“That’s what I thought,” Plutollo said, strolling to the front fo the pack. For once, he was clear and articulate.

Elaro knew better than to let Plutollo bother him, but the words felt like a punch to his gut. It was fine. Better than fine. Good. Great, actually. He needed Plutollo’s words to thicken his skin. He should be thanking Plutollo, if anything. (pg. 114-115)

Going along with this, the writing style was absolutely phenomenal. We were given only tidbits at a time of each character’s background, as well as the background of the world. And rather than being frustrated by this piecemeal (as I tend to get in most books), it actually enhanced my reading. It was as if I was experiencing this amazing world for myself, walking alongside the characters on their journey. Everything was revealed so naturally that it hardly felt like I was reading a fantasy at all, but rather living it.

In addition to the amazing plot and writing style, I also loved the characters themselves. They each had their own unique personalities and stuck with them; there was no discontinuity with their actions or beliefs. I was also dumbfounded by the pure inner conflict plaguing Elaro. He was quite the dynamic character, a young as-of-yet untested commander, taking charge of seasoned warriors, some twice his age. In the beginning, he is unsure of himself and so terribly concerned with how others view him that he is unable to lead. But by the end of it, he truly embraces his leadership role and fills its shoes with grace and courage. This inner conflict, such a large part of the novel, helps us to really dig down deep and get to know Elaro as an Agraxian. It helps make him so realistic as if we were traveling with him on this adventure. It was also quite something to read a novel where a human (or even a human-like character) was not the protagonist. In fact, Elaro did not even have much information to go on about humans, and thus it was very interesting to see how he categorized our race.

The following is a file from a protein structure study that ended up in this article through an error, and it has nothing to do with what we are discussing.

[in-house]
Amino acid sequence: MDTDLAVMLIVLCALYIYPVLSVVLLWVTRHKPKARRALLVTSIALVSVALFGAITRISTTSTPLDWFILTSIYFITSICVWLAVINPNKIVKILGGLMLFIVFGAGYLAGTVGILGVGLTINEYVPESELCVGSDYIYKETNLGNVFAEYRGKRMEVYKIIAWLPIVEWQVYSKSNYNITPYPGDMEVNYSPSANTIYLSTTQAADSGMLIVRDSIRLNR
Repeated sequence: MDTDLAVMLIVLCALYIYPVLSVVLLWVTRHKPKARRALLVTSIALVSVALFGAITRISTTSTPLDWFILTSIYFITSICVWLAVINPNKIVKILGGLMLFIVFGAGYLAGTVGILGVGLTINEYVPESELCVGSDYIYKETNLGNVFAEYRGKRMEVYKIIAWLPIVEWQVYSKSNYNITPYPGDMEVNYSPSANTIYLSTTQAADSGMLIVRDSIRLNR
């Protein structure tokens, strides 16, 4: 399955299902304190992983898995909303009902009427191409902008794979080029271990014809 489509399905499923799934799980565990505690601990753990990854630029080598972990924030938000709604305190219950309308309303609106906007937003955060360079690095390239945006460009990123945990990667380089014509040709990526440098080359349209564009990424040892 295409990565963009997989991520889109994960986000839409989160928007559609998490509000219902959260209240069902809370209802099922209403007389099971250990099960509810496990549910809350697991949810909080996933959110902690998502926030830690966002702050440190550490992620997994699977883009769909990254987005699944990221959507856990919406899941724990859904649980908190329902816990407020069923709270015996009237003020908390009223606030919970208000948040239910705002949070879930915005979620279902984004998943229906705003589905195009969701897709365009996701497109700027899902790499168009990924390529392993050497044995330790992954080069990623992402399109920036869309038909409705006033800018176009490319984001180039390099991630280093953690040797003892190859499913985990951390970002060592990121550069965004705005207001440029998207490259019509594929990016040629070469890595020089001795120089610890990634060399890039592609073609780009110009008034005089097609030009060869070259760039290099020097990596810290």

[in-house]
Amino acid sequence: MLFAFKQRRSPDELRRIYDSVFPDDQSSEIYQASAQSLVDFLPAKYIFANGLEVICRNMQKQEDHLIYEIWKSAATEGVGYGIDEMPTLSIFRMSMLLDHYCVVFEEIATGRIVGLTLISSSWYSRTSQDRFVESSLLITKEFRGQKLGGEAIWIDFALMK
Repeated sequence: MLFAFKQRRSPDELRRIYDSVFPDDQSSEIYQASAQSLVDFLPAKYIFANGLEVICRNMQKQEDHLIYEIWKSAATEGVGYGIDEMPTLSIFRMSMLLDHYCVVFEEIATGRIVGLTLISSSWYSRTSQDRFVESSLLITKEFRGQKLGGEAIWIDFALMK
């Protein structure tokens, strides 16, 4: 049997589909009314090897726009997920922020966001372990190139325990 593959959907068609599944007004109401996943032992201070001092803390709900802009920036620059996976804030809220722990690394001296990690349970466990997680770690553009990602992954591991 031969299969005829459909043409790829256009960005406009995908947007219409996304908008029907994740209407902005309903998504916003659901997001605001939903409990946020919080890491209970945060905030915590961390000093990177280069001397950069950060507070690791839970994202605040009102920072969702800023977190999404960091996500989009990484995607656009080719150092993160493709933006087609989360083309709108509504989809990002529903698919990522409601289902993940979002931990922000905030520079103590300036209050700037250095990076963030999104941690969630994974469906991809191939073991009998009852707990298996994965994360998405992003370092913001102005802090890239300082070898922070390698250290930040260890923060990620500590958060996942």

“Do humans like alcohol, brother?”

“You know, I’m not really sure,” Garenth said. “I’ve never had a drink with a human before.”

“Humans have rather weak constitutions. My guess is that alcohol would probably poison them,” Atlas said. (pg. 71)

One last thing that I also found to be remarkable was the underlying climate implications. The novel never comes right out and parallels Terranum’s plight with that of our own world, but the subtleties are still there (unless I am totally mistaken!). The everlasting winter that will destroy the planet unless all of its inhabitants come together as one to fix it… Sounds eerily similar to our own global warming predicament.

All the emotions in this book. I felt everything. I was nervous, surprised, anxious, scared, off-balance, content, enthused, and crestfallen. I actually cried at one part in the novel, though I won’t say which to protect against spoilers! Just know that this book will hit you in all the feels. Be prepared to laugh out loud, smile ’til your cheeks hurt, and cry your ugly cry (maybe it’d be best not to read this in public). Enjoy! I will also note that I read through this book so fast and lost myself so completely in it that I completely forgot to look for quotes along the way, hence why I only have 2… That’s how immersed I was in the story!